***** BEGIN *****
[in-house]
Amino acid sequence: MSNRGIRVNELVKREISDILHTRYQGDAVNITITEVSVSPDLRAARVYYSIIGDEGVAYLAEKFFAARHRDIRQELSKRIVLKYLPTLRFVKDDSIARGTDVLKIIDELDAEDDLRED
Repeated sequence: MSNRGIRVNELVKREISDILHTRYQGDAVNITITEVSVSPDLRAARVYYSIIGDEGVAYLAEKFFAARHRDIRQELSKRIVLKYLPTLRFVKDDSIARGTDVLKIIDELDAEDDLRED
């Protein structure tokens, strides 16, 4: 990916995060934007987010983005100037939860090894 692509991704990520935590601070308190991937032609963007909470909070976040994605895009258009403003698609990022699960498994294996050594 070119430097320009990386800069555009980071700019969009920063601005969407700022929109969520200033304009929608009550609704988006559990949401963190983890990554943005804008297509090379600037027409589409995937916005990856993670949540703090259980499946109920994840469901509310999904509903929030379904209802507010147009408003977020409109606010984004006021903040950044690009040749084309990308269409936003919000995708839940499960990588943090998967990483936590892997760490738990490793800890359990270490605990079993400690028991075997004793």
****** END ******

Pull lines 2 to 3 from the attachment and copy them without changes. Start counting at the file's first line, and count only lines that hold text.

Amino acid sequence: MSNRGIRVNELVKREISDILHTRYQGDAVNITITEVSVSPDLRAARVYYSIIGDEGVAYLAEKFFAARHRDIRQELSKRIVLKYLPTLRFVKDDSIARGTDVLKIIDELDAEDDLRED
Repeated sequence: MSNRGIRVNELVKREISDILHTRYQGDAVNITITEVSVSPDLRAARVYYSIIGDEGVAYLAEKFFAARHRDIRQELSKRIVLKYLPTLRFVKDDSIARGTDVLKIIDELDAEDDLRED